Which? is now calling on the next government to introduce a mandatory requirement for connected devices to be appropriately secured before they reach the point of sale in the UK.
Industry must also show it is taking the security of internet-enabled and smart products seriously by introducing basic level security as a first step. This includes ensuring devices require a unique password before use, they have data encryption, as well as consistent security updates.
Natalie Hitchins, Which? Head of Home Products and Services, said:
“While there is no denying the huge benefits smart gadgets can bring to our daily lives, the safety and security of users should be the absolute priority.
“The next government must ensure manufacturers design connected tech products with security as paramount if it is going to prevent unsecure products ending up in people’s homes.”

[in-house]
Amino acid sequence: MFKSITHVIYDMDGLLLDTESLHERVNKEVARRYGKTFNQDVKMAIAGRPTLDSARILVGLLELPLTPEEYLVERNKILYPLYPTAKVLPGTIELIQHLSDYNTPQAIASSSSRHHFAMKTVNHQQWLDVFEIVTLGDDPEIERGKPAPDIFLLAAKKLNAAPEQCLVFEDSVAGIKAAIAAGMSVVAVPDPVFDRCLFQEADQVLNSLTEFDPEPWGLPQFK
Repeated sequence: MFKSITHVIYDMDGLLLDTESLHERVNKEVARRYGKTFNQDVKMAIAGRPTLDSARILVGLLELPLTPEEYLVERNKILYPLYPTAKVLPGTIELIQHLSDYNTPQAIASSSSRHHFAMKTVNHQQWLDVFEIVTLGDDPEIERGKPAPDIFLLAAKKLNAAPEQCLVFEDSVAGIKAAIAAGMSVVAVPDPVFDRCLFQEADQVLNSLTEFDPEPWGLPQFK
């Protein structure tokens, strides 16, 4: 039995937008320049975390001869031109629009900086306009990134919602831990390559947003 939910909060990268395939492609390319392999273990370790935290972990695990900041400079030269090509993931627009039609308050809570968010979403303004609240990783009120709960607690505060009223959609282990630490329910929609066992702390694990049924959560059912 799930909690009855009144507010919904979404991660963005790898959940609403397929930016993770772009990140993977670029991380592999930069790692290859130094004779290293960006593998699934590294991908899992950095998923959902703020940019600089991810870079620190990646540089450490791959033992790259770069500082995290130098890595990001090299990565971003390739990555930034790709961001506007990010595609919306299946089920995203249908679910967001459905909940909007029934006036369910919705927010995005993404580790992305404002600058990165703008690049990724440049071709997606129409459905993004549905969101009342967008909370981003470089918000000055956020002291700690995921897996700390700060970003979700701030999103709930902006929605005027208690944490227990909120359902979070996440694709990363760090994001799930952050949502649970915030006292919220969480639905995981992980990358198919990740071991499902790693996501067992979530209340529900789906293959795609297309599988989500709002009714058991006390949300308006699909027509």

Tips on how to buy and use smart toys
- Read the description of the connected toy carefully in the shop or online. Find out what the toy actually does and how your child will interact with it. Toys such as the Rizmo – an interactive cuddly toy that was also tested and didn’t raise concerns – don’t require an external network connection or mobile app, and so the risk to your child is lower.
- Search online to see if there have been any security concerns raised about the toy previously, such as a leak of personal data. If you are at all concerned, consider a non-smart toy instead.
- If you do buy a smart toy, submit only the minimal amount of personal data required when setting up an account for your child. So, not too much data is exposed if things do go wrong. Do set strong passwords, though, to ensure any accounts are properly protected.
- Keep an eye on your child when they’re playing with the smart toy, particularly if it can send or receive messages. It is not advisable to leave them unsupervised.
- When your child is not playing with the smart toy, make sure you turn it off completely so that it is not vulnerable to being exploited.
For further information visit: https://www.which.co.uk/reviews/toys/article/smart-toys-should-you-buy-them
Notes to editors:
- Which? carried out its investigation in collaboration with NCC Group – security testing, audit and compliance experts.